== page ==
She uses those two words, unconstitutional and constitutional. But again, understand what she saying. She is not saying, "Oh, go pull up your copy of the US constitution and find what it says on abortion," because the constitution says nothing. No. Basically she's saying, "Go back to 1973 and look at the Roe v. Wade decision where the court invented this so-called right to abortion." She's calling that a constitutional right. Now, there is a sense in which this has now just become a part of the American vocabulary. People speak of constitutional rights that aren't in the constitution and were never in the constitution. And as we're going to see, this issue is almost immediately going to become an issue of the national conversation in Congress. Man, that's another new chapter we need to consider very carefully.
Before we leave Justice Sotomayor's dissent, we need to note that she says that the Texas law "equates to a near categorical ban on abortions." What's so important is that we recognize that she writes those words as if Americans are supposed to recoil in horror at what she considers to be the abridgment of a woman's constitutional right, what's missing is any concern whatsoever for the unborn human life within the woman. The unborn human life is simply not a part of the moral equation in Justice Sotomayor's dissent.
If you're thinking about the United States constitution, think about the year 1788, 1789. When you're thinking about abortion as a so-called constitutional right, think of 1973 and 1992, the Roe v. Wade decision and the later Casey decision upholding what the court declared to be a woman's constitutional right to abortion. Notice there's a lot of space between 1788 and 1973, or not to mention 1992.
But in looking at Justice Sotomayor's dissent, there was one particular phrase in one particular sentence that got my attention more than any other. I want to read to you the closing sentence of Justice Sotomayor's dissent. Just listen to this single sentence, "The court should not be so content to ignore its constitutional obligations to protect not only the rights of women, but also the sanctity of its precedents and the rule of law."
Now those of us who would contend for the defense of unborn human life and for all human life and who would contend that every single human life, every single human person is a life to be defended from the moment of fertilization until natural death, we refer rightly to our concern as a concern for the sanctity of human life. The sanctity of human life is one of the primary, if not the absolutely central issue that is addressed by the movement opposing abortion and upholding human life. It is not just because human life is good, it's not just because human life is valuable, it's because human life is precious. But not only that, human life is sacred.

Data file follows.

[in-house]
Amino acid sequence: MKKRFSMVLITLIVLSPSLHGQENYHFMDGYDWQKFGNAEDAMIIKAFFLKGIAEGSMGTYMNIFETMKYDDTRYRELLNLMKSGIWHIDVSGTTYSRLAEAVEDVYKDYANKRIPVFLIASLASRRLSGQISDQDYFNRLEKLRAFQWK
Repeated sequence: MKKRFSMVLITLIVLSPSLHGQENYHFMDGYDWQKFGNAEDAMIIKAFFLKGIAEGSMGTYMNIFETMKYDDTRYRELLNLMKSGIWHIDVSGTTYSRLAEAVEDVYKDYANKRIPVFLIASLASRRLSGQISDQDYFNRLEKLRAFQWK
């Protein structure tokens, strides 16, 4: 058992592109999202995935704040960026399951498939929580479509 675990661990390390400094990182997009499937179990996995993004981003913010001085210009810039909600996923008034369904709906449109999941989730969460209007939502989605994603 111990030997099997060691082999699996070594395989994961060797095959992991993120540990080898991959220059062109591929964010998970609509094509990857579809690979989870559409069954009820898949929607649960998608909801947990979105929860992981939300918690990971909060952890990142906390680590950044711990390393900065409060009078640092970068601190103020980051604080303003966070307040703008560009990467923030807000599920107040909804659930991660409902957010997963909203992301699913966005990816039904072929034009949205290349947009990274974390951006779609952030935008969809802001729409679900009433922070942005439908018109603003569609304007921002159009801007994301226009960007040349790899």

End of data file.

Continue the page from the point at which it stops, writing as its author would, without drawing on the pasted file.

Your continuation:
The word sanctity is not just an adjective that says this is a good thing, it refers to holiness, sanctus. It refers most importantly to the holiness of God. When we speak about the sanctity of human life, we are really using a theological category. Sanctity means holy, as in the things that pertain to God. Human life holds dignity and human life is sacred, not because human beings are sacred in themselves, but because we are created by a holy God, the holy God. But notice how Justice Sotomayor uses the word sanctity. She intentionally quite carefully uses the word sanctity in the closing sentence of her dissent that was handed down yesterday. But to what does she ascribe sanctity? She says it is the sanctity of the precedence of the Supreme Court. Seriously, the Supreme Court precedents we are told are holy.
If you want to know the key difference, just in one sentence, even coming down to one word between liberals and conservatives in the political context of the United States, if you're looking at just one word that helps to explain the radical distinction in worldview between the pro-life movement and the pro-abortion movement, just consider that both sides consider something, something sacred. What? The pro-life movement says human life is sacred, but Justice Sotomayor says the precedent of the Supreme Court, meaning especially the precedents she likes, are sacred. There it is in one word.
Pelosi Describes Supreme Court Decision as ‘Cowardly and Flagrantly Unconstitutional’, Setting the Stage for Congress to Debate Abortion